Regulatory B cells in inflammatory diseases and tumor.
Int Immunopharmacol. 2018 Dec 17;67:281-286
Authors: Cai X, Zhang L, Wei W
As antigen-presenting cells (APC), B cells exert a variety of immune regulatory functions mainly by presenting antigens, triggering immune response, and producing antibodies for immune regulation. Regulatory B cells (Bregs) are special subpopulations of B cells with immune-regulating or immune-suppressing properties and play a role in peripheral tolerance. Bregs suppress immune response through inhibiting the differentiation of dendritic cells (DCs), suppressing the proliferation of helper T1(TH1) cells and helper T17 (TH17) cells, inducing the differentiation of fork head transcription factor p3 positive regulatory T cells (FoxP3+ Tregs). Different subsets of Bregs have distinct phenotypes and markers. Different subsets of Bregs participate in immune modulation by different ways. The absence or loss of Bregs exacerbates the severity of many disease such as rheumatoid arthritis (RA), systemic lupus erythematosus (SLE) and graft-versus-host-disease (GVHD). Bregs are also involved in tumor immunosuppressive effect and inhibit the antitumor immune process. In this article, we review the research advances of Bregs in autoimmune diseases, GVHD and tumor.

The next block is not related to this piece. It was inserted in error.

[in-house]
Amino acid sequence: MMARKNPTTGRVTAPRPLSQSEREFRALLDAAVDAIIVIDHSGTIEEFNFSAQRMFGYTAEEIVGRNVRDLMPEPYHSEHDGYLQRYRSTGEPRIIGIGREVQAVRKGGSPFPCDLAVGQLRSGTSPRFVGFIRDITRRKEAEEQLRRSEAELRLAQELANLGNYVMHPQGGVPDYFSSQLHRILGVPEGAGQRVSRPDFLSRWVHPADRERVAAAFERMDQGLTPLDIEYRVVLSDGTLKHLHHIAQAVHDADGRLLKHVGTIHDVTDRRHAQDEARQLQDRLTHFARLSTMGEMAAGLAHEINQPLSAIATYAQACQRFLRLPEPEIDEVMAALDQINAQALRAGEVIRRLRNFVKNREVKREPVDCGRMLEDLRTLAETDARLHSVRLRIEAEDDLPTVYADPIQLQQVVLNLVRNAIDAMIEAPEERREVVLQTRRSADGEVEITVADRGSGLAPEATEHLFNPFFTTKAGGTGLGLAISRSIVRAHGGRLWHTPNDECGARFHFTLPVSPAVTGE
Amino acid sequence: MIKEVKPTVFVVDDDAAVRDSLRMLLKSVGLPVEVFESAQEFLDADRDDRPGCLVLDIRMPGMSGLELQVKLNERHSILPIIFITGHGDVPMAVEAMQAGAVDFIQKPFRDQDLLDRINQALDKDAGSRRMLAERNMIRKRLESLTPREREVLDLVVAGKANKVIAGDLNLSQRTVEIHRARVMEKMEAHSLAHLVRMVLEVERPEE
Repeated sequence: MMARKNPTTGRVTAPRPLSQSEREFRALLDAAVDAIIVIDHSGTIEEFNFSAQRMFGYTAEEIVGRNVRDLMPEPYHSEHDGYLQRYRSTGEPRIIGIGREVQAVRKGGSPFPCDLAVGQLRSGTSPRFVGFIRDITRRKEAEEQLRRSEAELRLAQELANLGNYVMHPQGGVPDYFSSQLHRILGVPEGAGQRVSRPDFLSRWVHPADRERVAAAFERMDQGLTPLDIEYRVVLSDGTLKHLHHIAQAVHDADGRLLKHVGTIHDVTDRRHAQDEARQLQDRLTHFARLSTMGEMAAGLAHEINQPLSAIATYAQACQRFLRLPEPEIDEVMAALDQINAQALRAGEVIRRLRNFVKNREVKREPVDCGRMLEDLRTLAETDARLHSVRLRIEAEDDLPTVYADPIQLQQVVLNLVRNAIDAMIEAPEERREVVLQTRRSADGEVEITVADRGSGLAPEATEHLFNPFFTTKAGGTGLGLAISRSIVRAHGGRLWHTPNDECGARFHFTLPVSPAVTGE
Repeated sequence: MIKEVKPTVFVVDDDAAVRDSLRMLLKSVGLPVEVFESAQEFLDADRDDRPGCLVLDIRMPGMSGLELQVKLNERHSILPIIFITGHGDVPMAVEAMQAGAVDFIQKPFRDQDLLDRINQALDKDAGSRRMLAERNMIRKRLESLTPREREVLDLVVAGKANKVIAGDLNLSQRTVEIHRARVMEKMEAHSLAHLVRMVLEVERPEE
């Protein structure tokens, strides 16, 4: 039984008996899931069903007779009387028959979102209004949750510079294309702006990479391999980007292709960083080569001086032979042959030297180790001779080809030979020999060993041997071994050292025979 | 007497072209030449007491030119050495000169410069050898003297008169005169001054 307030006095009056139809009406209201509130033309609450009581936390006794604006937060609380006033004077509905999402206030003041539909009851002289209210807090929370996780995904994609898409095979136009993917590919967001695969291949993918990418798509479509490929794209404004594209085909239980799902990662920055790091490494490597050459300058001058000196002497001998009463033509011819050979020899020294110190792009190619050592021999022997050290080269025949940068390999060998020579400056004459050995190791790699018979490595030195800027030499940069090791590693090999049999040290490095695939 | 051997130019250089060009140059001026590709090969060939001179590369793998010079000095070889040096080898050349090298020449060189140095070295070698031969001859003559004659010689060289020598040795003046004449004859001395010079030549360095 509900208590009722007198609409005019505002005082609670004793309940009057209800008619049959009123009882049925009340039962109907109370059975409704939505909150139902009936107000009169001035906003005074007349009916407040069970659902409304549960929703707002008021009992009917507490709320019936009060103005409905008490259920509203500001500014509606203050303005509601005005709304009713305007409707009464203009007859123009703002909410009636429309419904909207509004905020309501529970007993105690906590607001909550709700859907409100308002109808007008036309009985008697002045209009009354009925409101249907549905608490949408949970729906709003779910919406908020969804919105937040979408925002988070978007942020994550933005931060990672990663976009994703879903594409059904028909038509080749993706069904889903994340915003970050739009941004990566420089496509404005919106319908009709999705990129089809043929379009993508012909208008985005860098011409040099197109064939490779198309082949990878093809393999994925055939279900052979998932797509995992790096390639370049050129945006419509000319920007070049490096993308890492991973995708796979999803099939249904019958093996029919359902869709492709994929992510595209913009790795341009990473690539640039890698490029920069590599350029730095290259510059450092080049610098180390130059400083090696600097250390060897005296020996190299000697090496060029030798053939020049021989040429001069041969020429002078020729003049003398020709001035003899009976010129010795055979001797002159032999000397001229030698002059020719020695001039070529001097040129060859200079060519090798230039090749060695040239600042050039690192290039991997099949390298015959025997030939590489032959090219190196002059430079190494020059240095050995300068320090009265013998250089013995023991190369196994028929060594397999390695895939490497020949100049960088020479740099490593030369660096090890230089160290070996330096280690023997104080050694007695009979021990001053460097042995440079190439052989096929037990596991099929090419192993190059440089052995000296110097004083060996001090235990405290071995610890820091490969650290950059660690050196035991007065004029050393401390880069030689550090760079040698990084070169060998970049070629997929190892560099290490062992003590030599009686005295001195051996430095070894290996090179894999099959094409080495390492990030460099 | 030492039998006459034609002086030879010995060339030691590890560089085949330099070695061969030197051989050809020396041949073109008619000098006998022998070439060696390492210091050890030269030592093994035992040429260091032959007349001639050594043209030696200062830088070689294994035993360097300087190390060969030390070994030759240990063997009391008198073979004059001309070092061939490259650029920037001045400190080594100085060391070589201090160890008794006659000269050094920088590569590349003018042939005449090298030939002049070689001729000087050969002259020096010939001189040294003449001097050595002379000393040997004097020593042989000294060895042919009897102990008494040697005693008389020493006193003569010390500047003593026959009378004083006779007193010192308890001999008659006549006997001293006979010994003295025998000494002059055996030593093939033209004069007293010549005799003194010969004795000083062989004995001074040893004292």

PMID: 30572252 [PubMed – as supplied by publisher]